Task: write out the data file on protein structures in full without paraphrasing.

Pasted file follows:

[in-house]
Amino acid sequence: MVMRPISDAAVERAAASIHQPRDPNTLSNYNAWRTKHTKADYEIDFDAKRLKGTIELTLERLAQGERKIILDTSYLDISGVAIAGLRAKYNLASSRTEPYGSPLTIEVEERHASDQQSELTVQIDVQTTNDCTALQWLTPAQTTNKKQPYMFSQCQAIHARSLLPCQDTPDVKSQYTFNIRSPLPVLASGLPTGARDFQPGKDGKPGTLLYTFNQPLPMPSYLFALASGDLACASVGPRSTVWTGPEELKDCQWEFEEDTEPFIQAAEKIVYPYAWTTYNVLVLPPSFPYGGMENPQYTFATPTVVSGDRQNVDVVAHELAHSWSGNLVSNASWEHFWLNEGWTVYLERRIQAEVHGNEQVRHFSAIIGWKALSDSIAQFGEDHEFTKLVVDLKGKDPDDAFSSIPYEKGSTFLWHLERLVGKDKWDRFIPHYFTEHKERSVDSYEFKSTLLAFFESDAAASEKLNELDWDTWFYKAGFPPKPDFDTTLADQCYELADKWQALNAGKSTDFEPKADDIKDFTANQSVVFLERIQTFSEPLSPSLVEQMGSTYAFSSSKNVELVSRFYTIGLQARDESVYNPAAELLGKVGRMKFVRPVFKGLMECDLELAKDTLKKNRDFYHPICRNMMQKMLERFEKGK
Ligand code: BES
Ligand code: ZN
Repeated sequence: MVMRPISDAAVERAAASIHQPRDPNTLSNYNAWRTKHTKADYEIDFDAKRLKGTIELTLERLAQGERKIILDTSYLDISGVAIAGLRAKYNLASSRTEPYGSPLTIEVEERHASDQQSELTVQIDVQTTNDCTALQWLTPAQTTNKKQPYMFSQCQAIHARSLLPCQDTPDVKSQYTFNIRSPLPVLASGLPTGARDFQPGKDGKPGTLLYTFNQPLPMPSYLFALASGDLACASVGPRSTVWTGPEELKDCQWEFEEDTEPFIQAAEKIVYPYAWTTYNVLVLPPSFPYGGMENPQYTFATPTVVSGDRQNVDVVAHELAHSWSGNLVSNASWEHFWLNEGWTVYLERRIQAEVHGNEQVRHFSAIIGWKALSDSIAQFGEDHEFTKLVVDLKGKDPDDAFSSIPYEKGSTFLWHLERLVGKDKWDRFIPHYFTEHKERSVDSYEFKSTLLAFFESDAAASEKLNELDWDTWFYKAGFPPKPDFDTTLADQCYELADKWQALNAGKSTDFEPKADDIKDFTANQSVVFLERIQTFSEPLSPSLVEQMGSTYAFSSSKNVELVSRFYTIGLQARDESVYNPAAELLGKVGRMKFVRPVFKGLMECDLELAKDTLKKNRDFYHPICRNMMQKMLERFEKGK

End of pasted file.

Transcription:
[in-house]
Amino acid sequence: MVMRPISDAAVERAAASIHQPRDPNTLSNYNAWRTKHTKADYEIDFDAKRLKGTIELTLERLAQGERKIILDTSYLDISGVAIAGLRAKYNLASSRTEPYGSPLTIEVEERHASDQQSELTVQIDVQTTNDCTALQWLTPAQTTNKKQPYMFSQCQAIHARSLLPCQDTPDVKSQYTFNIRSPLPVLASGLPTGARDFQPGKDGKPGTLLYTFNQPLPMPSYLFALASGDLACASVGPRSTVWTGPEELKDCQWEFEEDTEPFIQAAEKIVYPYAWTTYNVLVLPPSFPYGGMENPQYTFATPTVVSGDRQNVDVVAHELAHSWSGNLVSNASWEHFWLNEGWTVYLERRIQAEVHGNEQVRHFSAIIGWKALSDSIAQFGEDHEFTKLVVDLKGKDPDDAFSSIPYEKGSTFLWHLERLVGKDKWDRFIPHYFTEHKERSVDSYEFKSTLLAFFESDAAASEKLNELDWDTWFYKAGFPPKPDFDTTLADQCYELADKWQALNAGKSTDFEPKADDIKDFTANQSVVFLERIQTFSEPLSPSLVEQMGSTYAFSSSKNVELVSRFYTIGLQARDESVYNPAAELLGKVGRMKFVRPVFKGLMECDLELAKDTLKKNRDFYHPICRNMMQKMLERFEKGK
Ligand code: BES
Ligand code: ZN
Repeated sequence: MVMRPISDAAVERAAASIHQPRDPNTLSNYNAWRTKHTKADYEIDFDAKRLKGTIELTLERLAQGERKIILDTSYLDISGVAIAGLRAKYNLASSRTEPYGSPLTIEVEERHASDQQSELTVQIDVQTTNDCTALQWLTPAQTTNKKQPYMFSQCQAIHARSLLPCQDTPDVKSQYTFNIRSPLPVLASGLPTGARDFQPGKDGKPGTLLYTFNQPLPMPSYLFALASGDLACASVGPRSTVWTGPEELKDCQWEFEEDTEPFIQAAEKIVYPYAWTTYNVLVLPPSFPYGGMENPQYTFATPTVVSGDRQNVDVVAHELAHSWSGNLVSNASWEHFWLNEGWTVYLERRIQAEVHGNEQVRHFSAIIGWKALSDSIAQFGEDHEFTKLVVDLKGKDPDDAFSSIPYEKGSTFLWHLERLVGKDKWDRFIPHYFTEHKERSVDSYEFKSTLLAFFESDAAASEKLNELDWDTWFYKAGFPPKPDFDTTLADQCYELADKWQALNAGKSTDFEPKADDIKDFTANQSVVFLERIQTFSEPLSPSLVEQMGSTYAFSSSKNVELVSRFYTIGLQARDESVYNPAAELLGKVGRMKFVRPVFKGLMECDLELAKDTLKKNRDFYHPICRNMMQKMLERFEKGK